Arafat Faction Calls for Escalated Uprising

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Arafat Faction Calls for Escalated Uprising

(12/30/00 3:19:42 PM PT)

Associated Press

JERUSALEM As Israel and the Palestinians hardened their negotiating positions on an American peace plan, Yasser Arafat's political faction called Saturday for a two-week intensification of the Palestinian uprising against Israel. 'Let the intefadeh continue, and let the resistance escalate,' Arafat's Fatah faction said in a statement that also spoke of Palestinians' 'total rejection' of a U.S. peace plan. The 3-month-old outbreak of unrest has killed nearly 350 people, almost all of them Palestinians.

Along Israel's tense northern frontier, Israeli troops shot a Lebanese man the army said was trying to get across the border fence. Lebanese security officials said the man, part of a crowd of stone-throwing demonstrators, died from his wounds.

Elsewhere, Israel closed the border between the southern Gaza Strip and Egypt, the army said. That step came a day after Israeli authorities sealed off the West Bank and Gaza Strip, forbidding Palestinians to enter Israel, as part of a security crackdown after a deadly bomb attack.

Raising the specter of a regional outbreak of fighting, Iran threatened to hit hard at Israel if it strikes at Syria or Lebanon. Iran's defense minister, Rear Adm. Ali Shamkhani, was quoted by the Kuwaiti newspaper Al-Watan as promising 'astounding' retaliation in the event of an Israeli attack.

Israel, for its part, has threatened action against Syria if the violence along its northern frontier continues. Syria is the main power broker in Lebanon, where it has some 30,000 troops stationed, and Iran is the principal backer of Lebanon's Hezbollah guerrillas.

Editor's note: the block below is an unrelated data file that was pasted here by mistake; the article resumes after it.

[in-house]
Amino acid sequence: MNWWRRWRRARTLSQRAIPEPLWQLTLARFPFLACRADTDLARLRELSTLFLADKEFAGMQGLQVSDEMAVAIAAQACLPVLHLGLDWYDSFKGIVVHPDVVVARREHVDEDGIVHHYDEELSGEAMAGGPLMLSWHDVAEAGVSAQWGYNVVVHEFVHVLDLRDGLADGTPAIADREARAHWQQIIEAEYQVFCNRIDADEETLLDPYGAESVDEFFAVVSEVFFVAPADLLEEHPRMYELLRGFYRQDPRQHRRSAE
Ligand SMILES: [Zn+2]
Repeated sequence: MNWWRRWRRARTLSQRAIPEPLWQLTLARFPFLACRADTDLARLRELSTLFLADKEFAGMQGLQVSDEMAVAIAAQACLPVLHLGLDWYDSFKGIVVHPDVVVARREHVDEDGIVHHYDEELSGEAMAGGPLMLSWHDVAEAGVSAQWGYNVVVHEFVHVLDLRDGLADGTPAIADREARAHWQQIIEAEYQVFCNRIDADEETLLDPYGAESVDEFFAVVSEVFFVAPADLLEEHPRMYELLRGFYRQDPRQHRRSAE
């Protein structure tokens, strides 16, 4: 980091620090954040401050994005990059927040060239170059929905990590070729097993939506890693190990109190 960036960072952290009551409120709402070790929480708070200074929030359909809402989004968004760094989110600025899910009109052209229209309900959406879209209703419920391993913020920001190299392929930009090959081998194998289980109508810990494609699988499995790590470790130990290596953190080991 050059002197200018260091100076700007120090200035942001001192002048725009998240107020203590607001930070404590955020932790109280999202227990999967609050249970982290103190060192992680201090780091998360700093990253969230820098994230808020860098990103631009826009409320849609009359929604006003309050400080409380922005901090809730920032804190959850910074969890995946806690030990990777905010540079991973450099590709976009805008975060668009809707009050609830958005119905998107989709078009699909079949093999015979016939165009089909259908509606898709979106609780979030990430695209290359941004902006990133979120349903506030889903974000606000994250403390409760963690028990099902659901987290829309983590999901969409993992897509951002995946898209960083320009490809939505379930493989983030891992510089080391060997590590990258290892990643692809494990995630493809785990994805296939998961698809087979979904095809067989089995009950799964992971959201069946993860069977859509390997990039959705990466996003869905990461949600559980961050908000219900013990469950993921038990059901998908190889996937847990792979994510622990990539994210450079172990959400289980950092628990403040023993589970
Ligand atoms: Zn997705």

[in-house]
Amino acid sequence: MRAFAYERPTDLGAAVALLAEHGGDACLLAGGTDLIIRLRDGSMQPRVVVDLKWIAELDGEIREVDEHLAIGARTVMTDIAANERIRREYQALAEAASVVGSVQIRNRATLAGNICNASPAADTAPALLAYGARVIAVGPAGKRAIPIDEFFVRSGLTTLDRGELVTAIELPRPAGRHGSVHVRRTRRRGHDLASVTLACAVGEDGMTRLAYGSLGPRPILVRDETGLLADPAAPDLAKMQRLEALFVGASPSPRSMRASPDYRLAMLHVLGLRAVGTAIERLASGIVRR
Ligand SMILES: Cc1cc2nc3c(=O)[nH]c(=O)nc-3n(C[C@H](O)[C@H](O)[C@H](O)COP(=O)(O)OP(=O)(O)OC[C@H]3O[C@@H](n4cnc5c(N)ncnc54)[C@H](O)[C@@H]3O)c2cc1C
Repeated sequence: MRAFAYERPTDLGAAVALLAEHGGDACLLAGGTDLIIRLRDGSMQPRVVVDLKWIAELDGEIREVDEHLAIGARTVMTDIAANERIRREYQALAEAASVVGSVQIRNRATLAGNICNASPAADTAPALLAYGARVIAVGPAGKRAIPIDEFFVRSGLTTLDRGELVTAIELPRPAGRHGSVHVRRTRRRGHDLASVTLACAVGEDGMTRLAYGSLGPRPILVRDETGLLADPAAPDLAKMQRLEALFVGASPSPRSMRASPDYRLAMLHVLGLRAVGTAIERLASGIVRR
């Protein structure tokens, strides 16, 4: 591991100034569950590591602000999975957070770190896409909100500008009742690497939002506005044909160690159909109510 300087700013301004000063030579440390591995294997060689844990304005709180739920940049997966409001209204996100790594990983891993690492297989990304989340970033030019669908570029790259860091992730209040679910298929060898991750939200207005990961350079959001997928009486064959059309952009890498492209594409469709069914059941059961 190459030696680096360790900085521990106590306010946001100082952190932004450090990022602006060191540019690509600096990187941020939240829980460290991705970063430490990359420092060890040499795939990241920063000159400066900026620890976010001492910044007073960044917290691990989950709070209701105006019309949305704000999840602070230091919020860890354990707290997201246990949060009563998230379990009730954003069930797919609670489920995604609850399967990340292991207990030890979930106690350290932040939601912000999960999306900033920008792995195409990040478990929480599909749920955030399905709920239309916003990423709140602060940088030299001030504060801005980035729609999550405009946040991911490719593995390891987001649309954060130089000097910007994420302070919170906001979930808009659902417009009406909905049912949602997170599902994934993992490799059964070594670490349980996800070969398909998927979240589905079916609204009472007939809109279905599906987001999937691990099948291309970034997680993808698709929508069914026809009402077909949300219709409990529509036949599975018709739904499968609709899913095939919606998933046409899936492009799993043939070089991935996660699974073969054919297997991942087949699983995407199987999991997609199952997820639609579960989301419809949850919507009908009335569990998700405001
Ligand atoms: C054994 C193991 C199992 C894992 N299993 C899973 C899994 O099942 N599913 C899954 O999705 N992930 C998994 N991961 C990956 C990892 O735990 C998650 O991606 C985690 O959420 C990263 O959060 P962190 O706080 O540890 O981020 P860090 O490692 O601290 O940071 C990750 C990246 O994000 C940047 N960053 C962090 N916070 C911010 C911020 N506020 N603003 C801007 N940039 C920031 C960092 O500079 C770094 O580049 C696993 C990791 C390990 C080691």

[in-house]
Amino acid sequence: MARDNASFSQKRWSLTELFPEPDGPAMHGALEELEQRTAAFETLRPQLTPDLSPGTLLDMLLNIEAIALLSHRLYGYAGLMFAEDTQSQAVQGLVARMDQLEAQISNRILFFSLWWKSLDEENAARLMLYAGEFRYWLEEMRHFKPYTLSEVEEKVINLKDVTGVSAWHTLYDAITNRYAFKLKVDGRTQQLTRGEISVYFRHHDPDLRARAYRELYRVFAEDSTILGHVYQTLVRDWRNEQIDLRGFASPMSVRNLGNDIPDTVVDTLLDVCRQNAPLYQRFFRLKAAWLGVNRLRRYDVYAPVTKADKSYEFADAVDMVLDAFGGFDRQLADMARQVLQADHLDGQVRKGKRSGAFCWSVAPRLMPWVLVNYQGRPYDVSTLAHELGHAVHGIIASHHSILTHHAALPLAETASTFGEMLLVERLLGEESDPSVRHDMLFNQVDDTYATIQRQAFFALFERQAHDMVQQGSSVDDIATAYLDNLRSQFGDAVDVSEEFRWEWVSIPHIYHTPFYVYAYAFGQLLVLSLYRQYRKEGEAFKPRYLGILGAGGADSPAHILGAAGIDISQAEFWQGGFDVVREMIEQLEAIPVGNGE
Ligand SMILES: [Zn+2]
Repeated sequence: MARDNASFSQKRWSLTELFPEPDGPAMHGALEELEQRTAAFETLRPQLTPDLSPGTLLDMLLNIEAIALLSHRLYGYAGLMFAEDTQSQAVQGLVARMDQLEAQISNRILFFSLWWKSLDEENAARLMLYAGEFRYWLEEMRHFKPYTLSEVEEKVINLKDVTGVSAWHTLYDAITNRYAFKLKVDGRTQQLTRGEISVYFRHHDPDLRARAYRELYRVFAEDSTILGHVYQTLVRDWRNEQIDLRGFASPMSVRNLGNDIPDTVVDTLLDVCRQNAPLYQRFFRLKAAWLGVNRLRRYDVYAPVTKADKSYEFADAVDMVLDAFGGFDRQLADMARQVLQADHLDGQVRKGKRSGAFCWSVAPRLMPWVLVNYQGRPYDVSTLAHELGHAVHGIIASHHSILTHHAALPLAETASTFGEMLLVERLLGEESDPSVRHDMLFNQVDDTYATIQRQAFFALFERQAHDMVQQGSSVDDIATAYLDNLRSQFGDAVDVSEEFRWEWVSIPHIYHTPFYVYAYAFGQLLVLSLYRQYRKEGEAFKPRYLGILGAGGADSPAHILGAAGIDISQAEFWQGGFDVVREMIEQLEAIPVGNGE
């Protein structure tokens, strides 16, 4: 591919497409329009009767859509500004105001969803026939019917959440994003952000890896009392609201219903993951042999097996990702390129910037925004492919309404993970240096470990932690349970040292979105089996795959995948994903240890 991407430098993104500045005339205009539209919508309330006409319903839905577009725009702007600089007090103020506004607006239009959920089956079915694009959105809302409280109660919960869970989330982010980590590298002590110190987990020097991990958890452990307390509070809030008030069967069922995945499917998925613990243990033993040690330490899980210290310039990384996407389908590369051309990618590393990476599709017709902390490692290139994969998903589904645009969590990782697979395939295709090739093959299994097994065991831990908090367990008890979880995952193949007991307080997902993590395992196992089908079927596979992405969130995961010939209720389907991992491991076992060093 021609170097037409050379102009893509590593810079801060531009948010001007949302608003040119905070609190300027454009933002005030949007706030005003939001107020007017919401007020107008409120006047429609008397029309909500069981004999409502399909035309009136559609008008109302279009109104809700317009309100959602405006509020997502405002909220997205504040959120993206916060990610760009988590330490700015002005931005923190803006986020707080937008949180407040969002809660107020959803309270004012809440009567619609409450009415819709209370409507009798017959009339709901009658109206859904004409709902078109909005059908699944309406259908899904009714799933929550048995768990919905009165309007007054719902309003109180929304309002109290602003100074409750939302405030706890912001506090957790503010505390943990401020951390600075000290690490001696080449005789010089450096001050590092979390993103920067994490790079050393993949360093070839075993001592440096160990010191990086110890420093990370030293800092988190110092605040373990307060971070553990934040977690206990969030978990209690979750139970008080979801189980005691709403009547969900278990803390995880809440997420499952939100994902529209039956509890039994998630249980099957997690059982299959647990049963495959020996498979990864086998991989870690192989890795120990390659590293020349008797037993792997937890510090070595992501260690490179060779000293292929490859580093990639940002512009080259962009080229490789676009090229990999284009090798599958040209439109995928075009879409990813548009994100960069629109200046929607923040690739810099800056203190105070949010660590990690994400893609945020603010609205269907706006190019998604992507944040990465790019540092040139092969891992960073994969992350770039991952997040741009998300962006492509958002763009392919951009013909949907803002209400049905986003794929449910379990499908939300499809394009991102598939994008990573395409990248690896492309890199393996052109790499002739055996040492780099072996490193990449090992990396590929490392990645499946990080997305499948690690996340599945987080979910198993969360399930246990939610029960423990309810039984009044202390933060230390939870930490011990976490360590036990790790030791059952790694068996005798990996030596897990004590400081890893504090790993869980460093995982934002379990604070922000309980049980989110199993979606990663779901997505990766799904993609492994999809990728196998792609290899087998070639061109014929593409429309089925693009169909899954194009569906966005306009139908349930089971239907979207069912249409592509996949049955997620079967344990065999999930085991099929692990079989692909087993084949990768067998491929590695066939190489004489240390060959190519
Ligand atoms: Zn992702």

Meanwhile, in the West Bank town of Nablus, about 2,000 Palestinians turned out for a rally organized by the militant Islamic group Hamas to pay tribute to a suicide bomber who blew himself up in an Israeli cafe last week. More than a dozen organizers, their faces wrapped in black masks, called the rally a celebration of martyrdom, and handed out sweets to symbolize joy.

The 24-year-old bomber, Hisham Najar, killed only himself in the Dec. 22 bombing of a roadside cafe in the remote northern tip of the West Bank. Three Israeli soldiers were injured.

The rally came hours after both sides late Friday signaled unwillingness to compromise on crucial provisions of a U.S.-authored peace plan.

Palestinians insisted after a Cabinet meeting in the Gaza Strip that they would never give up the 'right of return' the demand that millions of displaced Palestinians be allowed to return to their former homes in what is now Israel while Israel balked at ceding sovereignty of a disputed holy site to the Palestinians.

'I don't plan on signing a document that would transfer sovereignty of the Temple Mount the anchor of our identity to the Palestinians,' Prime Minister Ehud Barak said on Israeli television, referring to the hilltop revered by Jews as the site of their biblical temples and known to Muslims as the Haram as-Sharif, or the Noble Sanctuary.

However, Barak has not explicitly ruled out international sovereignty over the site. Currently, the Palestinians have day-to-day control over the compound.